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    Federal Transport Minister Marc Garneau asks provinces to stiffen penalties for distracted drivers

    OTTAWA — The federal government wants some provinces to toughen laws aimed at distracted drivers, the National Post has learned, but is not yet ready to criminalize those caught texting or talking on smartphones.

    In a letter to his provincial counterparts, federal Transport Minister Marc Garneau seeks “nationallly consistent enforcement measures and penalties” to combat a rapidly rising rate of accidents involving drivers who were using their phones at the time of the crash.

    “I would like to encourage, and facilitate as required, all jurisdictions to consider adopting measures which are both stricter in terms of their impact but also uniform across the country,” Garneau wrote in a letter sent to his provincial and territorial counterparts earlier this week. A copy of that letter was provided to the National Post by a federal government source. “Having robust and nationally consistent enforcement measures and penalties will help mitigate the negative impact of this increasingly pervasive problem on Canada’s roads.”

    In all provinces, a driver caught texting or talking on a smart phone will face a fine and demerit points but the penalties vary substantially among jurisdictions.

    For example, British Columbia has the highest fine for a first-time offender at $543 plus an assessment of four demerit points on the license holder. In New Brunswick, by contrast, the fine is $172.50 with an assessment of three demerit points. In Newfoundland and Labrador, it’s a $100 fine and four demerits.
    http://news.nationalpost.com/news/ca...racted-drivers

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    Catching distracted drivers 'like shooting ducks in a barrel,' says Edmonton police chief

    If anyone has ideas about how to stop people from texting while driving, Edmonton's top cop is all ears.

    "I don't think it's hit its peak yet," Edmonton police Chief Rod Knecht told the city's police commission Thursday.

    "I don't think the tickets are indicative of the problem. I think the problem's much worse," Knecht said.

    "Our members will write tickets but they'll just say, 'Well, I've got other work to do too [so] I can't just write distracted driving tickets all day,' " he added. "Because I think they could write distracted driving tickets all day — it is an attitudinal thing."Knecht said the police usually see younger drivers using their phones to text behind the wheel, while drivers 35 years of age and older use their phones the old-fashioned way, holding them to their faces."If it's not blatant, where the driver has got the phone up to their ear, then you see the person that's looking down, and looking down, looking down, and you pull them over right away," he said.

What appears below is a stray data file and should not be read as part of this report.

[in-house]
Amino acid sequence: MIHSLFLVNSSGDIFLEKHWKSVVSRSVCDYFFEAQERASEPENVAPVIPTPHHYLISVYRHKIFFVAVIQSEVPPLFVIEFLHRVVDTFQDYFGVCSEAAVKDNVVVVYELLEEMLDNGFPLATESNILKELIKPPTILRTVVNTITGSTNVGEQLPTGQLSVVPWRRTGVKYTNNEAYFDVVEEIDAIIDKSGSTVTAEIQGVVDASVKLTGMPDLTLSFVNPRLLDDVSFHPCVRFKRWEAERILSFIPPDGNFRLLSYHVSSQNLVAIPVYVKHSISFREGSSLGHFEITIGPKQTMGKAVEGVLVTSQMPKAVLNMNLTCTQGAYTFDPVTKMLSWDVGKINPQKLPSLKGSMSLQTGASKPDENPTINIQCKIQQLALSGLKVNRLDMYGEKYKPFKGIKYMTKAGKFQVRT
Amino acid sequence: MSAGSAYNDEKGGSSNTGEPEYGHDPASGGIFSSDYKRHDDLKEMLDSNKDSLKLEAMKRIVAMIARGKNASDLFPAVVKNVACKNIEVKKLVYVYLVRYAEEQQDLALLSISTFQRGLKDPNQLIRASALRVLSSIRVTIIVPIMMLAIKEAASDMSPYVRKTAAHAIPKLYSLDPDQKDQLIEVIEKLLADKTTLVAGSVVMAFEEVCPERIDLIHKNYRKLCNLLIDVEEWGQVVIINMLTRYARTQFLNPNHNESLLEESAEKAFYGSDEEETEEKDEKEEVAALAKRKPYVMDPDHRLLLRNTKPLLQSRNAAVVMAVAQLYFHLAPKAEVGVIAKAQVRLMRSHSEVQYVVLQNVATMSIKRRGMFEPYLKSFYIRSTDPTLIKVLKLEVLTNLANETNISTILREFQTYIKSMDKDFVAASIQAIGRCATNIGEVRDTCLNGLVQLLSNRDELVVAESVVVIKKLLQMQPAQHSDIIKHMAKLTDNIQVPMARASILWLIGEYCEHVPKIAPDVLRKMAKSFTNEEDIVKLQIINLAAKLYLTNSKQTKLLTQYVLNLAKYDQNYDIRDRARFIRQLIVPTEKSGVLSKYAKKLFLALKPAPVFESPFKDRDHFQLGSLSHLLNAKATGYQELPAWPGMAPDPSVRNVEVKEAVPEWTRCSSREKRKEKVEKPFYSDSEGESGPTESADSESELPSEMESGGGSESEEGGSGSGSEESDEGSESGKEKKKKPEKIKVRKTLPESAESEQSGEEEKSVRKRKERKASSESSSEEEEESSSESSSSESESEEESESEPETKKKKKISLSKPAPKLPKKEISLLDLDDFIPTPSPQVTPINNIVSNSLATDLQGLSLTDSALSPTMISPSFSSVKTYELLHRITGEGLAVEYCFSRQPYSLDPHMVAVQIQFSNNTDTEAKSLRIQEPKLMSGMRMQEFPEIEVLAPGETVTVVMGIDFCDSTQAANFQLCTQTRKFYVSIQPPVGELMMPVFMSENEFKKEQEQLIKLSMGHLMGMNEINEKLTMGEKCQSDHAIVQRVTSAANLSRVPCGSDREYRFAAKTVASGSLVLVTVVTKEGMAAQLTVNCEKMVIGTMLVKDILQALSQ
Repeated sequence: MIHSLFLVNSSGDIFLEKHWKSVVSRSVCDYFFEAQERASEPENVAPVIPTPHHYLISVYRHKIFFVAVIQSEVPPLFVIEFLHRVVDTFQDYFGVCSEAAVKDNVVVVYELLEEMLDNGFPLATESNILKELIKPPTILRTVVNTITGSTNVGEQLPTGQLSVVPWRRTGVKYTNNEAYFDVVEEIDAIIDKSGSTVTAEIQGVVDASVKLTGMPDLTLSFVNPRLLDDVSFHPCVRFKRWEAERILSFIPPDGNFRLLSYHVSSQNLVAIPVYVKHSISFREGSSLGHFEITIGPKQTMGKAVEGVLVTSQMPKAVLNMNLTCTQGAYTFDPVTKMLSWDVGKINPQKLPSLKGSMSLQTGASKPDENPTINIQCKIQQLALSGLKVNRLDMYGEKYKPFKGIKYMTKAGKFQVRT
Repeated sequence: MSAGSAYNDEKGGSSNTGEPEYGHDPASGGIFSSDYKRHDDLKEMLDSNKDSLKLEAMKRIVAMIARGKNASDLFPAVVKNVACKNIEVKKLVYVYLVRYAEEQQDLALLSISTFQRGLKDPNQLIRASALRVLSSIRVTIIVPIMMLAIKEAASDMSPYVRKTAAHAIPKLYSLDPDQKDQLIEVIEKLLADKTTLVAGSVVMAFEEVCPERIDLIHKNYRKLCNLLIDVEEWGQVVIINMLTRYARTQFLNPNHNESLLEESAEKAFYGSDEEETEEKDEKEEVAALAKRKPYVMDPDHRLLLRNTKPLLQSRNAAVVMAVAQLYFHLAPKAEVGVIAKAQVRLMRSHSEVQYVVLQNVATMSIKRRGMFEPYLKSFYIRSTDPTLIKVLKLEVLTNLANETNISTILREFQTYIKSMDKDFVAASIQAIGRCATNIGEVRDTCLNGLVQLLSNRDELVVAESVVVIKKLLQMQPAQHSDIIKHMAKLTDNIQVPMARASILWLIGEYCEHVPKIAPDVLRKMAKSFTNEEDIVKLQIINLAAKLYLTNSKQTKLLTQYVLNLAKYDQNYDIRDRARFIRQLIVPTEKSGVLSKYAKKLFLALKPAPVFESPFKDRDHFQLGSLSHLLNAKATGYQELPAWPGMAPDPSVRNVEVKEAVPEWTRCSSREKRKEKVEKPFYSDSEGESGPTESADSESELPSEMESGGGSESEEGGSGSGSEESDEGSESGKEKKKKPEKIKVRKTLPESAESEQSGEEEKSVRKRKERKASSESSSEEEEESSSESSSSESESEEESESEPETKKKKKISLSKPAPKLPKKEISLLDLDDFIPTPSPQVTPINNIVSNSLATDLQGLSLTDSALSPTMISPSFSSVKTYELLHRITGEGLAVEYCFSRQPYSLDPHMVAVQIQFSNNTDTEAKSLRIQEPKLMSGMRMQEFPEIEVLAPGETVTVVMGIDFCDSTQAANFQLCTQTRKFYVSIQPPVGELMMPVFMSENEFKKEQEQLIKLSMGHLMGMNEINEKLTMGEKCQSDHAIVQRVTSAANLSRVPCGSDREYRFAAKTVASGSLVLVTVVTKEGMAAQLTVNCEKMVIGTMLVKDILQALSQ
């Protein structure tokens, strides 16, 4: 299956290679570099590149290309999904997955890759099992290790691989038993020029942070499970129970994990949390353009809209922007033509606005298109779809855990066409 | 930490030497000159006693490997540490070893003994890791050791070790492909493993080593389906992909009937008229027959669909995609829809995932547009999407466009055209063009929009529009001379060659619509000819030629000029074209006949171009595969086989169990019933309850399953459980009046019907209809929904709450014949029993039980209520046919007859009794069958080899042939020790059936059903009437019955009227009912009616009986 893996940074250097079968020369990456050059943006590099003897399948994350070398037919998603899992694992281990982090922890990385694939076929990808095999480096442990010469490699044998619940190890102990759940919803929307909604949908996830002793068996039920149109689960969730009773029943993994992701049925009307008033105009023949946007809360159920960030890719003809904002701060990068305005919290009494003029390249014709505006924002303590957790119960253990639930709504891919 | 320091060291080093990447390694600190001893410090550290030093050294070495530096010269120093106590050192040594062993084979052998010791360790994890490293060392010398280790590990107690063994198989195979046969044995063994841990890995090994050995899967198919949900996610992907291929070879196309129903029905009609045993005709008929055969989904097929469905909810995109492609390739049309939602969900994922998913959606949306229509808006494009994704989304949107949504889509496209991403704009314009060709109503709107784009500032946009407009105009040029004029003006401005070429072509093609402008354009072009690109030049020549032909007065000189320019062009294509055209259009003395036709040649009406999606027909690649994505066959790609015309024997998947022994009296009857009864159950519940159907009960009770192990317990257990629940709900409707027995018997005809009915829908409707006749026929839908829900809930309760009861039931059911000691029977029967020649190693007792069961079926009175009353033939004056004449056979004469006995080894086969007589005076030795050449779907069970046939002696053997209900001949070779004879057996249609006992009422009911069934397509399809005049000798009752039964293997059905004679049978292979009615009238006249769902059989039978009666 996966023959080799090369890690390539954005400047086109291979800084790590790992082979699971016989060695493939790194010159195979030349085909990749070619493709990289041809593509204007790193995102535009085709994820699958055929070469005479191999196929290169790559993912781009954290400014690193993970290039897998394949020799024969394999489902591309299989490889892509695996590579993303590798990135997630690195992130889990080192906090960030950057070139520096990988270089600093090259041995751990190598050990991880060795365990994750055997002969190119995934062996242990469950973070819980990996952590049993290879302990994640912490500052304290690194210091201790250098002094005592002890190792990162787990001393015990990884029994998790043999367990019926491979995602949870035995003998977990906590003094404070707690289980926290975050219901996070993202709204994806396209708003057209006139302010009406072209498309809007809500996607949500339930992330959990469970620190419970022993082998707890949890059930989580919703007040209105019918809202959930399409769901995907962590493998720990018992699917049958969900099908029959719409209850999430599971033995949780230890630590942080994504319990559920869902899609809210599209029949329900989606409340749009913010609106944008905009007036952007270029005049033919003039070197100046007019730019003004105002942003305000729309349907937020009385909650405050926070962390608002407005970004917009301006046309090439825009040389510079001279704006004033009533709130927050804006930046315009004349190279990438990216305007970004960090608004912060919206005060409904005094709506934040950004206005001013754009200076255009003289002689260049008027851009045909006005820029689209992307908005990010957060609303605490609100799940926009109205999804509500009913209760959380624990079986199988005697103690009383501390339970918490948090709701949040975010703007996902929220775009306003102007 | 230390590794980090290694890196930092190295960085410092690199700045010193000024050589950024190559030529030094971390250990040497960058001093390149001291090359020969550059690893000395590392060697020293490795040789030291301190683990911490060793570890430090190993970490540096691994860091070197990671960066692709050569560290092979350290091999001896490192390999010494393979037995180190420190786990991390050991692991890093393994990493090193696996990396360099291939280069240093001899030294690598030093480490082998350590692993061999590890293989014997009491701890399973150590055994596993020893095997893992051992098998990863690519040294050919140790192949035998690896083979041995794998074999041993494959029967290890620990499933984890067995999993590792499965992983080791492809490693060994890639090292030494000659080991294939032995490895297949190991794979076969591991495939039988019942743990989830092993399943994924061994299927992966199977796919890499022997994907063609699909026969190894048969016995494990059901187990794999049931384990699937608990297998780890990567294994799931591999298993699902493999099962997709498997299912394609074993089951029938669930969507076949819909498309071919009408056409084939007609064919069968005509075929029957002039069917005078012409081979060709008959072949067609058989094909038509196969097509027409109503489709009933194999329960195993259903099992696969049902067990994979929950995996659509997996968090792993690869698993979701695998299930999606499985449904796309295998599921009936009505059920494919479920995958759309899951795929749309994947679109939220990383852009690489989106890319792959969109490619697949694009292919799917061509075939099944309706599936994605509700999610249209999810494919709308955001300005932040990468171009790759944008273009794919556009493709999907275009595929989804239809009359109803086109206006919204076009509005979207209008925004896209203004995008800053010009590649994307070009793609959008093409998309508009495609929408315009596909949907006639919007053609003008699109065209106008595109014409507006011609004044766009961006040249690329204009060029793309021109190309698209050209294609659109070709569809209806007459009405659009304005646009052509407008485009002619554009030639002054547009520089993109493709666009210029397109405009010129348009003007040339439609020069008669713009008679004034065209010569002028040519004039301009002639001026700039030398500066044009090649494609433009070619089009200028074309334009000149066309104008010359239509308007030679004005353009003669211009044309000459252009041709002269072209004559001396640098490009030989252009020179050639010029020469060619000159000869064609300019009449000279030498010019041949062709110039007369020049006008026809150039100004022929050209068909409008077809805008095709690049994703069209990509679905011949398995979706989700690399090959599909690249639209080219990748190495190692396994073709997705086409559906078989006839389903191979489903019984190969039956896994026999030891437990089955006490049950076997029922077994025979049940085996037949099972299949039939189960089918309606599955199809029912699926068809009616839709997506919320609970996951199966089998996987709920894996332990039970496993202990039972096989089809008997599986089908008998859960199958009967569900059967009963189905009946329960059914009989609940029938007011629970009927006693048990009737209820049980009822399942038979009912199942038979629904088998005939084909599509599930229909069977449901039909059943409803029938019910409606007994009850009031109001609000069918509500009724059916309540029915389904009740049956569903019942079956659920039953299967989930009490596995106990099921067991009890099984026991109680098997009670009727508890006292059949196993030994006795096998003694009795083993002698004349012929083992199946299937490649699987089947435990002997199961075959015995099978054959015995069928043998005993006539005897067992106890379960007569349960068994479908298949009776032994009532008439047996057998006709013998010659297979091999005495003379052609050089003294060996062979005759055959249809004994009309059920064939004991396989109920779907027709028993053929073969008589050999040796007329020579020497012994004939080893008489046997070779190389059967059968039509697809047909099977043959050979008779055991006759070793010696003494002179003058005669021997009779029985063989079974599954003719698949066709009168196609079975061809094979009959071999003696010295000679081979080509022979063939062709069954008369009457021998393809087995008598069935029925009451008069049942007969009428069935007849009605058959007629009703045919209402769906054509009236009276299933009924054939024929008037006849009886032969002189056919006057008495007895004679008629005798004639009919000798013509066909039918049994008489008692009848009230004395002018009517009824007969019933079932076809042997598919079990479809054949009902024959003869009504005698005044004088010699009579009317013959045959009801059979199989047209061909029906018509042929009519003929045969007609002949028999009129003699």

The number of tickets issued backs up the chief's message.

    In the first quarter of 2015, EPS wrote 975 tickets for distracted driving. That number jumped to 1,560 in 2016, and 2,455 tickets already this year.

    "Shame on those people that are doing it because we are seeing increased accidents as a result of of it," Knecht said. "They're putting themselves in danger, they're putting the public in danger."
    Read more:

    http://www.cbc.ca/news/canada/edmont...ving-1.4122408
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    ICBC researching discounts for drivers who disable smartphones

    VICTORIA — Drivers who voluntarily agree to disable their phones inside their vehicles could one day get a break on their auto insurance, under a plan being researched by the new NDP government.

    Attorney General David Eby said he has directed the Insurance Corporation of B.C. to research the feasibility of offering insurance discounts to drivers who agree to technological measures that prevent their phones from being used, in an attempt to guard against the proliferation of distracted driving.